By 7000 BC, small-scale agriculture reached Egypt. From at least 7000 BC the Indian subcontinent saw farming of wheat and barley, as attested by archaeological excavation at Mehrgarh in Balochistan. By 6000 BC, mid-scale farming was entrenched on the banks of the Nile. About this time, agriculture was developed independently in the Far East, with rice, rather than wheat, as the primary crop. Chinese and Indonesian farmers went on to domesticate taro and beans including mung, soy and azuki. To complement these new sources of carbohydrates, highly organized net fishing of rivers, lakes and ocean shores in these areas brought in great volumes of essential protein. Collectively, these new methods of farming and fishing inaugurated a human population boom dwarfing all previous expansions, and is one that continues today.

By 5000 BC, the Sumerians had developed core agricultural techniques including large scale intensive cultivation of land, mono-cropping, organized irrigation, and use of a specialized labour force, particularly along the waterway now known as the Shatt al-Arab, from its Persian Gulf delta to the confluence of the Tigris and Euphrates. Domestication of wild aurochs and mouflon into cattle and sheep, respectively, ushered in the large-scale use of animals for food/fiber and as beasts of burden. The shepherd joined the farmer as an essential provider for sedentary and semi-nomadic societies. Maize, manioc, and arrowroot were first domesticated in the Americas as far back as 5200 BC. [21] The potato, tomato, pepper, squash, several varieties of bean, tobacco, and several other plants were also developed in the New World, as was extensive terracing of steep hillsides in much of Andean South America. The Greeks and Romans built on techniques pioneered by the Sumerians but made few fundamentally new advances. Southern Greeks struggled with very poor soils, yet managed to become a dominant society for years. The Romans were noted for an emphasis on the cultivation of crops for trade.

Middle Ages

During the Middle Ages, Muslim farmers in North Africa and the Near East developed and disseminated agricultural technologies including irrigation systems based on hydraulic and hydrostatic principles, the use of machines such as norias, and the use of water raising machines, dams, and reservoirs. They also wrote location-specific farming manuals, and were instrumental in the wider adoption of crops including sugar cane, rice, citrus fruit, apricots, cotton, artichokes, aubergines, and saffron. Muslims also brought lemons, oranges, cotton, almonds, figs and sub-tropical crops such as bananas to Spain.The invention of a three field system of crop rotation during the Middle Ages, and the importation of the Chinese-invented moldboard plow, vastly improved agricultural efficiency.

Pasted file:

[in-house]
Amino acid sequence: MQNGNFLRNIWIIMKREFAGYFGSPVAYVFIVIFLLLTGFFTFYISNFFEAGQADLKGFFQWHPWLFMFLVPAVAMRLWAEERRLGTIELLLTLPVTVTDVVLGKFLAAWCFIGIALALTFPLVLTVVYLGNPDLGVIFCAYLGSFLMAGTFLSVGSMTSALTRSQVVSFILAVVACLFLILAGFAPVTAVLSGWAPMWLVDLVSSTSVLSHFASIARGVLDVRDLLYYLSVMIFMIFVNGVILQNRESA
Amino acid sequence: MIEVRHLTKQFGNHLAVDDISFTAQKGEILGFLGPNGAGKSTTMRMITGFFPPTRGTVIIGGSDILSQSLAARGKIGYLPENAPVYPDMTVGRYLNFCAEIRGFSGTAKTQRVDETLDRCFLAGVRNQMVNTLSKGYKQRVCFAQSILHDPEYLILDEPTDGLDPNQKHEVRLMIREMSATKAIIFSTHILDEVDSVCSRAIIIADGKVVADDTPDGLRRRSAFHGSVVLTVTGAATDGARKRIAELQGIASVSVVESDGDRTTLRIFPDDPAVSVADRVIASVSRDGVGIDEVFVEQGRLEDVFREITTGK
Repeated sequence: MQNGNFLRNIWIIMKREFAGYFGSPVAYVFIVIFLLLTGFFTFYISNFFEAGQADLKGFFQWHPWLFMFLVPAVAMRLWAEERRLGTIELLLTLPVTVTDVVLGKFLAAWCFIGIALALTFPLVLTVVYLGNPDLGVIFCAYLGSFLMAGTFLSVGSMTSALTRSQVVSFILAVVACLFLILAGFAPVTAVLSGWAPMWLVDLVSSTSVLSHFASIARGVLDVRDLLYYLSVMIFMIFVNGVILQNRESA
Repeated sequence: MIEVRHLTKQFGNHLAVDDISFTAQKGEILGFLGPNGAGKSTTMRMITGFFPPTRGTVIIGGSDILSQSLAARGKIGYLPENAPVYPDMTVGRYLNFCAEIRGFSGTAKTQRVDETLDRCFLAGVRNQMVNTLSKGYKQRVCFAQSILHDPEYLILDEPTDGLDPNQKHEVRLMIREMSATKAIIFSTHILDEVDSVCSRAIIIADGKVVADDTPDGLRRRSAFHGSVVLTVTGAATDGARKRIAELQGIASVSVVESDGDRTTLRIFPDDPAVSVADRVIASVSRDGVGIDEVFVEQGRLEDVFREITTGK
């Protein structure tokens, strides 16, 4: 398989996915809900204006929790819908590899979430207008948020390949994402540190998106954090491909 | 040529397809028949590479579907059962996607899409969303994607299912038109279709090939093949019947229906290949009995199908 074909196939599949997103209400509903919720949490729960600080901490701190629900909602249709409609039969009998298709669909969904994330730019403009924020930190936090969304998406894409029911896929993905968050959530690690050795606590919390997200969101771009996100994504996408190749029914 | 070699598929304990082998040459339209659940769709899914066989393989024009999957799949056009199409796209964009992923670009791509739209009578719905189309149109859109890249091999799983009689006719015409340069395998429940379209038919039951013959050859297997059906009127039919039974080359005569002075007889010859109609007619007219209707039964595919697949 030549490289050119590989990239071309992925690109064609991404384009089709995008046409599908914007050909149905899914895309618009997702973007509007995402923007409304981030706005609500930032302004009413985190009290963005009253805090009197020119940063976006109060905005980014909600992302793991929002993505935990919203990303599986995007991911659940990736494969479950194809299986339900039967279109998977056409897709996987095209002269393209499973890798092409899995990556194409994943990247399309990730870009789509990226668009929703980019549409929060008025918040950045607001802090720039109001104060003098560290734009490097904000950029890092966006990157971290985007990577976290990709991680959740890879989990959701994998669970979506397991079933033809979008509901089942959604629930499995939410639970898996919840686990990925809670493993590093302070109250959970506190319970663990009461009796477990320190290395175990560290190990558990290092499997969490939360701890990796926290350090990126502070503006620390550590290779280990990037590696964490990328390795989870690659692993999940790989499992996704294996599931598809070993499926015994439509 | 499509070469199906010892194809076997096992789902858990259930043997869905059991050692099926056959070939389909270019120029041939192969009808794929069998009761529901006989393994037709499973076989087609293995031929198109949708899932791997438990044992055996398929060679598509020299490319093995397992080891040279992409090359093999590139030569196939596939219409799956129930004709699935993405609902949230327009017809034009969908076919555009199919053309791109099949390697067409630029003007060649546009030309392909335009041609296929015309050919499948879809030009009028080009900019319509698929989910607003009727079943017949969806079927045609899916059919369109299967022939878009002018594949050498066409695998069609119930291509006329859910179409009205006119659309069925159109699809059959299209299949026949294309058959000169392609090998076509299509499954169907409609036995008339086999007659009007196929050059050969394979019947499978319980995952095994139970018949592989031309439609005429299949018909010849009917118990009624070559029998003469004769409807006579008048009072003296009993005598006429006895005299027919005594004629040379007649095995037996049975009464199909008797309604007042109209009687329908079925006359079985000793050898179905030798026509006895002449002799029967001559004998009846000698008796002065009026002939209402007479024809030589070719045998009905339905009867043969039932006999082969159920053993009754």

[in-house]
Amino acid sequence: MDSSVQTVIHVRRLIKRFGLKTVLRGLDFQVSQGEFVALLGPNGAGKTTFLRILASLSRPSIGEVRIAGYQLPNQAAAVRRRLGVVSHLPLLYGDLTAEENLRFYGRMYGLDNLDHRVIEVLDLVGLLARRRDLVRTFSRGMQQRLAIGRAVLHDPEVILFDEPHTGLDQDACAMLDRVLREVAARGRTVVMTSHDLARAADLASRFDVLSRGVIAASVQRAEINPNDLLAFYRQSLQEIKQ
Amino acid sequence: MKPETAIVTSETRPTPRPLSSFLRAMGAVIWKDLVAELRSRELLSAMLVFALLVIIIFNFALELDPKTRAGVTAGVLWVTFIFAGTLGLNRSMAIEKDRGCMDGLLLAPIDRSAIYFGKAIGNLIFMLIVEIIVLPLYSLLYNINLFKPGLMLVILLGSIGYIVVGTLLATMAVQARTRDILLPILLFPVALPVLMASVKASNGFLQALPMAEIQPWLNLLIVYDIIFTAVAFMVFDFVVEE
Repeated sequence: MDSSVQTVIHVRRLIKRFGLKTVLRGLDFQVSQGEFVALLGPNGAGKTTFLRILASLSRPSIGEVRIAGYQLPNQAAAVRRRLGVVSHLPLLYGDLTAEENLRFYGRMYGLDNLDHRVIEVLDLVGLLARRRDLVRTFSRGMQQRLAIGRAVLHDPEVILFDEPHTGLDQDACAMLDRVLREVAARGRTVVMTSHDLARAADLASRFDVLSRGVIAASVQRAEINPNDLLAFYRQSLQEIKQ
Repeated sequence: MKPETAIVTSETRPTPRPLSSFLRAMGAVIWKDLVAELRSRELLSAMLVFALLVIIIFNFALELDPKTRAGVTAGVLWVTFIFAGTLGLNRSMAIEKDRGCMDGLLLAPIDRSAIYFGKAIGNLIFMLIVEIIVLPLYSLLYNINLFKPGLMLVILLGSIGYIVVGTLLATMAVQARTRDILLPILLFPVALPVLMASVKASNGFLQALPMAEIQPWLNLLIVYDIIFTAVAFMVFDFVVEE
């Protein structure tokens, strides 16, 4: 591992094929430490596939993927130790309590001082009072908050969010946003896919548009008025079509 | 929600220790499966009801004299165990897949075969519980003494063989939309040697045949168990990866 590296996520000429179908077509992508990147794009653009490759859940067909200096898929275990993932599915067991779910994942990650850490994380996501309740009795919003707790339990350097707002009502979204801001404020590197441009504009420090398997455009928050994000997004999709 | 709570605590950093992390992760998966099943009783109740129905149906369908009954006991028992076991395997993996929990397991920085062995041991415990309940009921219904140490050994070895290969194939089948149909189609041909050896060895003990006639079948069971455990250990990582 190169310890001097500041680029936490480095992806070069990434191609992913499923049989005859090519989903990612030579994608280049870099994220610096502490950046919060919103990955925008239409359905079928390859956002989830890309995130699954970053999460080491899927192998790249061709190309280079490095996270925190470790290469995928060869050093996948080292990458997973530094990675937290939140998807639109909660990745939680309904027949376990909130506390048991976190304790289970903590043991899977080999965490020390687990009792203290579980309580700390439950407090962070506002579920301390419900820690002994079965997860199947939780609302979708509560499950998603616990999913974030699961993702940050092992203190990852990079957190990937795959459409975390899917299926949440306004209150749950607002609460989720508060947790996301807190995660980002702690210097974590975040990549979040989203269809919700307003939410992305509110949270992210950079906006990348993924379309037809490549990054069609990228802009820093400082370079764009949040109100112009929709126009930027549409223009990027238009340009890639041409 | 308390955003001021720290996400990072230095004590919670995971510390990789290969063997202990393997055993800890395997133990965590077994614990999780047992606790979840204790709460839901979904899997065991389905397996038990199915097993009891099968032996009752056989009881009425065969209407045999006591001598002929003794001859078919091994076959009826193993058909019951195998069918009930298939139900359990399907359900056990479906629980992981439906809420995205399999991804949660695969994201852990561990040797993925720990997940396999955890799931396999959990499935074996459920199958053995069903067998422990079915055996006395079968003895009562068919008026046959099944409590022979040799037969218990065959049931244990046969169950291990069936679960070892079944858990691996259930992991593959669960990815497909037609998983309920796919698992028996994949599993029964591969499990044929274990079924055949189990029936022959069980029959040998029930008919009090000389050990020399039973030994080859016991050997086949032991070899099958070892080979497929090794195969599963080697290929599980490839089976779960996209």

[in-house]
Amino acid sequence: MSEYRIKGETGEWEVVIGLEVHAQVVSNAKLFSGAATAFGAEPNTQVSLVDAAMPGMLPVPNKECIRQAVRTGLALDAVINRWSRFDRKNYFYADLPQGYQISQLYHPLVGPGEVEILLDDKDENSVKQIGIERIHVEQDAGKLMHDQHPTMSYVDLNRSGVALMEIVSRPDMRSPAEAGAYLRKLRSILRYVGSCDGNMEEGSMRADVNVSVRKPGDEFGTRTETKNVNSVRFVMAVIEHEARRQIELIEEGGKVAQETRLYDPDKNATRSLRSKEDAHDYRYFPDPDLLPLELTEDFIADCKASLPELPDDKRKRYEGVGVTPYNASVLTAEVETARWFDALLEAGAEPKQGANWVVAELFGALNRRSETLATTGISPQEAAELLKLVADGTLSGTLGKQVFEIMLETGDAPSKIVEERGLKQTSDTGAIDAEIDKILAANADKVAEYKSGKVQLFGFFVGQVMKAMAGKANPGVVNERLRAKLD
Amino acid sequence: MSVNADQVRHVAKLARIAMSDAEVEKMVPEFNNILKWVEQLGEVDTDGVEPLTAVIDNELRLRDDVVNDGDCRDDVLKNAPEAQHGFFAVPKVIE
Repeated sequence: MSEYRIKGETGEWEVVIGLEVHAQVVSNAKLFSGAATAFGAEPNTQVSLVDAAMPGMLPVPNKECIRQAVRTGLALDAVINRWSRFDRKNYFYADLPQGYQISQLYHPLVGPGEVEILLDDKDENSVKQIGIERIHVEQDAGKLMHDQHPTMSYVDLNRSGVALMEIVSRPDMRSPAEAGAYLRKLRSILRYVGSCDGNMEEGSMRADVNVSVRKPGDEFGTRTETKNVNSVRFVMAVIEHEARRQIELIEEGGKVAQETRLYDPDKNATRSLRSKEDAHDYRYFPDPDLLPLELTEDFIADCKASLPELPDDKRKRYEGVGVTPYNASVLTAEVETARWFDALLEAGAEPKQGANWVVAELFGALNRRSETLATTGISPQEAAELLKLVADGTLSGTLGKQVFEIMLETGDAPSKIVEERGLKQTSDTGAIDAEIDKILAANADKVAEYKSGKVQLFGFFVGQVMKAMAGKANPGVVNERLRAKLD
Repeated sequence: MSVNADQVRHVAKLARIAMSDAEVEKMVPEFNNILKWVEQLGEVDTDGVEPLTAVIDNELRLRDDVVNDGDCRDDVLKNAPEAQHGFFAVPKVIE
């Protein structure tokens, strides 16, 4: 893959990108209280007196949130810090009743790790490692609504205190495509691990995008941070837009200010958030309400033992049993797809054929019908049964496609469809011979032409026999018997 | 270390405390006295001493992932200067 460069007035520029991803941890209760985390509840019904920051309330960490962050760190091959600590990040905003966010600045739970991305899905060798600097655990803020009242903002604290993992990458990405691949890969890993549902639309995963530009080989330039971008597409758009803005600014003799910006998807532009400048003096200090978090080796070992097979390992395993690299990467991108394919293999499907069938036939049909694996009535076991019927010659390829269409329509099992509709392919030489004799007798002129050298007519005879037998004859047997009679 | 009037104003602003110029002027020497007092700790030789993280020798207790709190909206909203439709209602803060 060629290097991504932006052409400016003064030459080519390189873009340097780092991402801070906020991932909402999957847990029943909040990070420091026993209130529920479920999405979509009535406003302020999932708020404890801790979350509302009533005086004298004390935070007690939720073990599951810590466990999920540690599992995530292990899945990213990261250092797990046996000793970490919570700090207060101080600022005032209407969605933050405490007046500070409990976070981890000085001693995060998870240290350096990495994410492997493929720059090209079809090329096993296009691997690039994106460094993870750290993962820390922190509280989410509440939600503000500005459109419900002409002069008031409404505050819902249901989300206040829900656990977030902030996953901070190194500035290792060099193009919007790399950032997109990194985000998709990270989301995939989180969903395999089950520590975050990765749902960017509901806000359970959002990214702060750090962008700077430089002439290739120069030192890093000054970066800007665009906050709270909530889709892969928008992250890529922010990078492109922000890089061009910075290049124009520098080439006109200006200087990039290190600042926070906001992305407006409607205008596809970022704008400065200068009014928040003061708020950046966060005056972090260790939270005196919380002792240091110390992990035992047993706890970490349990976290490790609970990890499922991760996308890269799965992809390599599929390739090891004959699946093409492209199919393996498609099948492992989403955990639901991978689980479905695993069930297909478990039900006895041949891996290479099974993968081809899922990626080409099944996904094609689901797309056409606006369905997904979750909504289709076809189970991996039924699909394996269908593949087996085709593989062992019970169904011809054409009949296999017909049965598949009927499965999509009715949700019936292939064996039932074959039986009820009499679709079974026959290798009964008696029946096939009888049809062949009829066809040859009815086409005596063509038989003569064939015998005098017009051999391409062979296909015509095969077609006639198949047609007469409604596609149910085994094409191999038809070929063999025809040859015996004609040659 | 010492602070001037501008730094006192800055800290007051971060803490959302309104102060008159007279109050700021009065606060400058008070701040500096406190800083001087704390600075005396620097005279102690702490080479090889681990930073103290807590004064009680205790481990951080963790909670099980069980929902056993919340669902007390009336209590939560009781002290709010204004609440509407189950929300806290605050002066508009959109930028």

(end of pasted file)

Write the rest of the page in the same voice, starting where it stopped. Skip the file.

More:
Modern era

See also: British Agricultural Revolution and Green Revolution.

After 1492, a global exchange of previously local crops and livestock breeds occurred. Key crops involved in this exchange included the tomato, maize, potato, cocoa and tobacco going from the New World to the Old, and several varieties of wheat, spices, coffee, and sugar cane going from the Old World to the New. The most important animal exportation from the Old World to the New were those of the horse and dog (dogs were already present in the pre-Columbian Americas but not in the numbers and breeds suited to farm work). Although not usually food animals, the horse (including donkeys and ponies) and dog quickly filled essential production roles on western hemisphere farms.